“Q. What is your connection with the J. N. Pyles Detective Agency? A. I am their attorney, and, to a certain extent, act in an executive capacity when Mr. Pyles is out of the City, or engaged so that he cannot act.

“Q. Do you act as manager of the concern? A. No, I am not the manager.

“Q. Do you act as investigator for the concern? A. No.”

Plaintiff's testimony was not contradicted. The secretary of the corporation testified that he had refused permission to make the extracts because he wanted to protect the stockholders. He further testified:

“Q. And, for that reason, you claim it does not concern her? A. That is one reason.

“Q. What other reasons have you? A. There is some ulterior motive back of it.

“Q. What has she said or done to lead you to that conclusion? A. Her actions all the way through.

“Q. What actions all the way through? A. They have all been stipulated here.

“Q. Tell us what she had done to lead you to believe that? A. Her whole environment.

“Q. What has she done to lead you to believe that? A. Well, she has been an investigator, and has been working for detective agencies, according to her own testimony, throughout the years.”

By section 355 of the Civil Code (as amended by St.1933, p. 1388) a shareholder of a corporation is given the right to examine the share register of the corporation upon written demand “for a purpose reasonably related to his interests as a shareholder.” The inspection includes the right to make extracts. It is manifest that plaintiff must be accorded the right to inspect the list of shareholders and make extracts therefrom unless it be shown that her demand was not for any purpose reasonably related to her interest as a shareholder. The trial court did not find that the demand of plaintiff for an inspection was connected with her employment as a detective or that she desired to obtain information in the course of the business of a detective or investigator. Plaintiff gave a reasonable motive for demanding the inspection of the list of shareholders. She was refused because suspicion was aroused in the mind of the corporation secretary, but this suspicion is not sufficient to sustain the finding of the trial court unless it is based upon adequate facts. The fact that plaintiff was an attorney for a detective agency and acted “to a certain extent in an executive capacity” during the absence of the manager, does not establish that the information was desired for an ulterior purpose in the absence of proof showing that the information was desired for use in the course of the business of the detective agency. The mere fact that a shareholder is connected with a detective agency does not of itself operate to nullify his rights of inspection accorded by law. Plaintiff's allegations showing that her purpose was reasonably related to her interests as a shareholder are amply supported by uncontradicted testimony. Defendant's contrary allegations are not supported by the evidence.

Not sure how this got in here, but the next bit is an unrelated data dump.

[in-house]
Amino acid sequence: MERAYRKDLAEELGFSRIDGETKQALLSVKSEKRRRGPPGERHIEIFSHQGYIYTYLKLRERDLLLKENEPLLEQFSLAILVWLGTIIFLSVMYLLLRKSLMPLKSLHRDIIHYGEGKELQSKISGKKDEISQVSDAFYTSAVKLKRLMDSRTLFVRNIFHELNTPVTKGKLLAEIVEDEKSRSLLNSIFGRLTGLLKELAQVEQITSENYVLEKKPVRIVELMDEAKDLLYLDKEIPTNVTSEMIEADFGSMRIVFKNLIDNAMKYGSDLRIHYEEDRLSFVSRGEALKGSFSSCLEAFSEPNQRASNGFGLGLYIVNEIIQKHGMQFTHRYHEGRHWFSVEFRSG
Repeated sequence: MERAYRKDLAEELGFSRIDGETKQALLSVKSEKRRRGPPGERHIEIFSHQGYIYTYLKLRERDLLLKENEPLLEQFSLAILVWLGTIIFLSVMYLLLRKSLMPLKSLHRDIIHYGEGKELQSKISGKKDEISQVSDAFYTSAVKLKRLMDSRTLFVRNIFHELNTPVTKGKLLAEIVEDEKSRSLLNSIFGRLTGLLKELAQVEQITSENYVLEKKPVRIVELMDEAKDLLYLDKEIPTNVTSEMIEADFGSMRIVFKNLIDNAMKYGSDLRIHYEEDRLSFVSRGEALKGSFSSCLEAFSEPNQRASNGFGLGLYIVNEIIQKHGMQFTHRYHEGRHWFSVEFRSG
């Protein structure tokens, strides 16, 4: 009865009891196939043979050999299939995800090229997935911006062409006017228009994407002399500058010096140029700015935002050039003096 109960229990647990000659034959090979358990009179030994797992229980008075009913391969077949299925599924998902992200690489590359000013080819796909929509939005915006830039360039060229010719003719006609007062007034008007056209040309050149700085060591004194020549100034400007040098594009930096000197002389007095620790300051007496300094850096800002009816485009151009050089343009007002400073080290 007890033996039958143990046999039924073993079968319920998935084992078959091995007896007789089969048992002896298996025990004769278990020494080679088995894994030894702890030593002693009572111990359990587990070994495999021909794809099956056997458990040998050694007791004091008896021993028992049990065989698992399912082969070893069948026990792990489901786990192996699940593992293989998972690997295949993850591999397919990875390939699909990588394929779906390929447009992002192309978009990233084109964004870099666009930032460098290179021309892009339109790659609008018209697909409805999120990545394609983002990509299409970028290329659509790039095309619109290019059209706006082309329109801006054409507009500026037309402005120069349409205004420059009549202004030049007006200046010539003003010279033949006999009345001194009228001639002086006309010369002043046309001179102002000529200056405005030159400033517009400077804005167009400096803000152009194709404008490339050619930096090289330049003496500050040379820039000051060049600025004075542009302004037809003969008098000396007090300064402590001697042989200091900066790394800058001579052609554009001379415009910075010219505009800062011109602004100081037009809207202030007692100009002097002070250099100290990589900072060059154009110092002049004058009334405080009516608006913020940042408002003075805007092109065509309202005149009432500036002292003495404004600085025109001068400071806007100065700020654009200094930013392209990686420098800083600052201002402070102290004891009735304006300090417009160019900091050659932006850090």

The judgment is reversed.

WOOD, Justice.

I concur: CRAIL, P. J.